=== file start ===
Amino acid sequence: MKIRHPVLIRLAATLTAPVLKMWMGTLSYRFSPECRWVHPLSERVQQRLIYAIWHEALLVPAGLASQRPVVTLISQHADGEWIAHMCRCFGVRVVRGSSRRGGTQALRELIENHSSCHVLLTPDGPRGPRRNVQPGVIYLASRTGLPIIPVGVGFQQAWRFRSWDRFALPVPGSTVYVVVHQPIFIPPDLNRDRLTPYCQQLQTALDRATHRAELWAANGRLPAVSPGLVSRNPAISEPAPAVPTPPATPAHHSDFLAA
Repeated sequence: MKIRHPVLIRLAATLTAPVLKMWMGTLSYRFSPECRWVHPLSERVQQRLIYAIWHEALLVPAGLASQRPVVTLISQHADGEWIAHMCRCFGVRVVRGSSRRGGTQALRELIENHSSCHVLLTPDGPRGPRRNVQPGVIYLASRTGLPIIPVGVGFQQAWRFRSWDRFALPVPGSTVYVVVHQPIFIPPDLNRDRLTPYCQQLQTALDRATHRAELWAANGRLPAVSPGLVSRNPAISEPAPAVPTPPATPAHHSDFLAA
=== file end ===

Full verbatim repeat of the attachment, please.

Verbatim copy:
Amino acid sequence: MKIRHPVLIRLAATLTAPVLKMWMGTLSYRFSPECRWVHPLSERVQQRLIYAIWHEALLVPAGLASQRPVVTLISQHADGEWIAHMCRCFGVRVVRGSSRRGGTQALRELIENHSSCHVLLTPDGPRGPRRNVQPGVIYLASRTGLPIIPVGVGFQQAWRFRSWDRFALPVPGSTVYVVVHQPIFIPPDLNRDRLTPYCQQLQTALDRATHRAELWAANGRLPAVSPGLVSRNPAISEPAPAVPTPPATPAHHSDFLAA
Repeated sequence: MKIRHPVLIRLAATLTAPVLKMWMGTLSYRFSPECRWVHPLSERVQQRLIYAIWHEALLVPAGLASQRPVVTLISQHADGEWIAHMCRCFGVRVVRGSSRRGGTQALRELIENHSSCHVLLTPDGPRGPRRNVQPGVIYLASRTGLPIIPVGVGFQQAWRFRSWDRFALPVPGSTVYVVVHQPIFIPPDLNRDRLTPYCQQLQTALDRATHRAELWAANGRLPAVSPGLVSRNPAISEPAPAVPTPPATPAHHSDFLAA